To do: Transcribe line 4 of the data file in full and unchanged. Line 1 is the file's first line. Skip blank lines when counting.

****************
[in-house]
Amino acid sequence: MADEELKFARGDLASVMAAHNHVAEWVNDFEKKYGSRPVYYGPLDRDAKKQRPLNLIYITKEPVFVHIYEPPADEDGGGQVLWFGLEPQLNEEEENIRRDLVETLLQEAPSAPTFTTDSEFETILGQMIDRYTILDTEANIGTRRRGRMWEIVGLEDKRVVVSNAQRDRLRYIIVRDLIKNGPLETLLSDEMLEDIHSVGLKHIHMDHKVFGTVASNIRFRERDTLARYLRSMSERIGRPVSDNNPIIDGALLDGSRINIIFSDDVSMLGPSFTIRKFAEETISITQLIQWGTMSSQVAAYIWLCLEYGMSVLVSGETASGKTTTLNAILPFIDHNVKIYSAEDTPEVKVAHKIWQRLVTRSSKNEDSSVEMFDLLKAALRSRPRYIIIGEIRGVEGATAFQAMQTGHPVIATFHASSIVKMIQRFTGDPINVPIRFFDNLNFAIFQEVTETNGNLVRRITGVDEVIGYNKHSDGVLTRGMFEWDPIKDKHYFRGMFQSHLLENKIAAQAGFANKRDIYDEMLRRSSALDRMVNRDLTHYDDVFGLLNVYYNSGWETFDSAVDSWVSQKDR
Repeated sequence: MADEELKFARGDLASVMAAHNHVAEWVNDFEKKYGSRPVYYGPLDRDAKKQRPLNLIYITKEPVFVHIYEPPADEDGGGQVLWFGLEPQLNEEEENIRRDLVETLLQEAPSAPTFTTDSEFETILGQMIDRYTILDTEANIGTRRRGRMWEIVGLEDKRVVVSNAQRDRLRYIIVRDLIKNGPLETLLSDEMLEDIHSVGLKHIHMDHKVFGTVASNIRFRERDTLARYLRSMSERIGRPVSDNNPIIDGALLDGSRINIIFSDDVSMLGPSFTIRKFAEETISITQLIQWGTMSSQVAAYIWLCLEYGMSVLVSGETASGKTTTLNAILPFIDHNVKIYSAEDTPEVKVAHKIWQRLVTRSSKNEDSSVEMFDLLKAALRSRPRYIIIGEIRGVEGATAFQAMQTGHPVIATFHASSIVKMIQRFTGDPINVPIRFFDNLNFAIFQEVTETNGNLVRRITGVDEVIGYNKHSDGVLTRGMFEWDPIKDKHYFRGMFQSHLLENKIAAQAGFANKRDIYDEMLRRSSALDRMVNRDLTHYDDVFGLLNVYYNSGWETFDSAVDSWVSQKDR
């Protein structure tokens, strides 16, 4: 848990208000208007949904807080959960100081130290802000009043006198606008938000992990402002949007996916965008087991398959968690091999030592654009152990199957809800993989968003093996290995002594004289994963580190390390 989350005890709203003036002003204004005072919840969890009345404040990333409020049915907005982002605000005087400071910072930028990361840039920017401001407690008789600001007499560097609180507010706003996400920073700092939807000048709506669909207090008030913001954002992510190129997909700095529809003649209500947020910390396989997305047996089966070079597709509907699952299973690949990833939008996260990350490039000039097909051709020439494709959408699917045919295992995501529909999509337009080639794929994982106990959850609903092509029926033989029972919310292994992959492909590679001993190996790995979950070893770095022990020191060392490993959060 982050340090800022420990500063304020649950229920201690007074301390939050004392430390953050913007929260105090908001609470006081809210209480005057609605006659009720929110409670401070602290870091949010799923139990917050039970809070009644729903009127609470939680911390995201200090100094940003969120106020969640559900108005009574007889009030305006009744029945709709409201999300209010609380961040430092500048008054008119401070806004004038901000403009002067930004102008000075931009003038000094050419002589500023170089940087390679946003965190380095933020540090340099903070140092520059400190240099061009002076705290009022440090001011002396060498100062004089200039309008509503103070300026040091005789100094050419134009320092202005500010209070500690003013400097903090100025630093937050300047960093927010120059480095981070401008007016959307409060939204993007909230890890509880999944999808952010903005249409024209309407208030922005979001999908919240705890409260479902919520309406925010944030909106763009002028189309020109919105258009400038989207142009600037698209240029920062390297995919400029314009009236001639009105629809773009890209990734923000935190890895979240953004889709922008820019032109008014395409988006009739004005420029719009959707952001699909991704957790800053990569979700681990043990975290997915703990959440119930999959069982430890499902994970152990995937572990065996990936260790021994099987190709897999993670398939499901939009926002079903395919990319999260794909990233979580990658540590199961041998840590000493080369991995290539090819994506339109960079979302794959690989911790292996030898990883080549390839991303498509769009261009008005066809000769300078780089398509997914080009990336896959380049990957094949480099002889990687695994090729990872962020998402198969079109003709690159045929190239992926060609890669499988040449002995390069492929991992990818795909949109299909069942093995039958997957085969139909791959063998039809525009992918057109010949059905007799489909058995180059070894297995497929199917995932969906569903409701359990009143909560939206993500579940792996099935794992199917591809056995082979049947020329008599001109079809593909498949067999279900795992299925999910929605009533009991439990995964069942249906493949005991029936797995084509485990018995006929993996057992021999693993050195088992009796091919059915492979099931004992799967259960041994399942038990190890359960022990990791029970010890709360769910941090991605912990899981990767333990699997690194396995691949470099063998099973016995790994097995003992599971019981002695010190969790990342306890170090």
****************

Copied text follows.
């Protein structure tokens, strides 16, 4: 848990208000208007949904807080959960100081130290802000009043006198606008938000992990402002949007996916965008087991398959968690091999030592654009152990199957809800993989968003093996290995002594004289994963580190390390 989350005890709203003036002003204004005072919840969890009345404040990333409020049915907005982002605000005087400071910072930028990361840039920017401001407690008789600001007499560097609180507010706003996400920073700092939807000048709506669909207090008030913001954002992510190129997909700095529809003649209500947020910390396989997305047996089966070079597709509907699952299973690949990833939008996260990350490039000039097909051709020439494709959408699917045919295992995501529909999509337009080639794929994982106990959850609903092509029926033989029972919310292994992959492909590679001993190996790995979950070893770095022990020191060392490993959060 982050340090800022420990500063304020649950229920201690007074301390939050004392430390953050913007929260105090908001609470006081809210209480005057609605006659009720929110409670401070602290870091949010799923139990917050039970809070009644729903009127609470939680911390995201200090100094940003969120106020969640559900108005009574007889009030305006009744029945709709409201999300209010609380961040430092500048008054008119401070806004004038901000403009002067930004102008000075931009003038000094050419002589500023170089940087390679946003965190380095933020540090340099903070140092520059400190240099061009002076705290009022440090001011002396060498100062004089200039309008509503103070300026040091005789100094050419134009320092202005500010209070500690003013400097903090100025630093937050300047960093927010120059480095981070401008007016959307409060939204993007909230890890509880999944999808952010903005249409024209309407208030922005979001999908919240705890409260479902919520309406925010944030909106763009002028189309020109919105258009400038989207142009600037698209240029920062390297995919400029314009009236001639009105629809773009890209990734923000935190890895979240953004889709922008820019032109008014395409988006009739004005420029719009959707952001699909991704957790800053990569979700681990043990975290997915703990959440119930999959069982430890499902994970152990995937572990065996990936260790021994099987190709897999993670398939499901939009926002079903395919990319999260794909990233979580990658540590199961041998840590000493080369991995290539090819994506339109960079979302794959690989911790292996030898990883080549390839991303498509769009261009008005066809000769300078780089398509997914080009990336896959380049990957094949480099002889990687695994090729990872962020998402198969079109003709690159045929190239992926060609890669499988040449002995390069492929991992990818795909949109299909069942093995039958997957085969139909791959063998039809525009992918057109010949059905007799489909058995180059070894297995497929199917995932969906569903409701359990009143909560939206993500579940792996099935794992199917591809056995082979049947020329008599001109079809593909498949067999279900795992299925999910929605009533009991439990995964069942249906493949005991029936797995084509485990018995006929993996057992021999693993050195088992009796091919059915492979099931004992799967259960041994399942038990190890359960022990990791029970010890709360769910941090991605912990899981990767333990699997690194396995691949470099063998099973016995790994097995003992599971019981002695010190969790990342306890170090």